Letters to the Editor
18 January 2006
I read "Sleuthing out Bay Area mystery novels "(Jan. 12, 2006), highlighting the online bibliography devised by Library cataloger Randal Brandt, with great interest. Since the article mentions Philip K. Dick (a former Berkeley student, although a dropout), I would like to bring to your attention my own online Philip K. Dick bibliography, built over the past six years. The Philip K. Dick Bookshelf (pkdickbooks.com) features a picture of every single edition of each of his books - more than 1,200 pictures in total of books by and about Dick. It is by far the most complete bibliography of P. K. Dick and a reference for collectors.
Department of Nutritional Sciences and Toxicology
Randal Brandt employs what he says to be the Hippocratic oath ("First, do no harm") in describing the obligations facing "rare-book and special-collections librarians." But he's got it wrong: "First, do no harm" is not in the oath. It's from "Epidemics," a different essay by Hippocrates. I'm sure he could find a copy of the oath somewhere in the UC Berkeley libraries and look it up. Knowledge is power.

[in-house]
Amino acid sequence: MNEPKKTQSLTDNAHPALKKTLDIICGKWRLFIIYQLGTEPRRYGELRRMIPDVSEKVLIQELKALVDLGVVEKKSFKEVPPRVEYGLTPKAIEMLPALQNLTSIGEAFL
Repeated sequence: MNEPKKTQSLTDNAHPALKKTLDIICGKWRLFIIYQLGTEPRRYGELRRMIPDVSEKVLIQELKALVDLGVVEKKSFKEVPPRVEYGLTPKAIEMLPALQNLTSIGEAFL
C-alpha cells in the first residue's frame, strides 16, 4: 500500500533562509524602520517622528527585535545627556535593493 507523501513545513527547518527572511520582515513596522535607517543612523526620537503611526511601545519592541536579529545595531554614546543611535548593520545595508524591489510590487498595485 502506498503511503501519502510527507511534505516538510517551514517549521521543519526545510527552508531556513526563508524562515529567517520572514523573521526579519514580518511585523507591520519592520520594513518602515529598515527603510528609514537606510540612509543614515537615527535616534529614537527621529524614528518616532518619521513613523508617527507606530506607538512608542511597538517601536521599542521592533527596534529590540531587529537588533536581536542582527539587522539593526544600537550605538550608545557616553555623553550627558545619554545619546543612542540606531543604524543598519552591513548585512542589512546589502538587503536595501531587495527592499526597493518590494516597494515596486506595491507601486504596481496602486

We could find no unequivocal source confirming the literal origin of this famous phrase in "Epidemics," as Maynard asserts, although translations of the original Greek text yield variants of its meaning, e.g., "The physician must . have two special objects in view with regard to disease, namely, to do good or to do no harm." (Alternatively: ".make a habit of two things - to help, or at least to do no harm.") To say that the phrase, therefore, is "from Epidemics" appears only marginally more accurate than to assert its appearance in the Hippocratic Oath.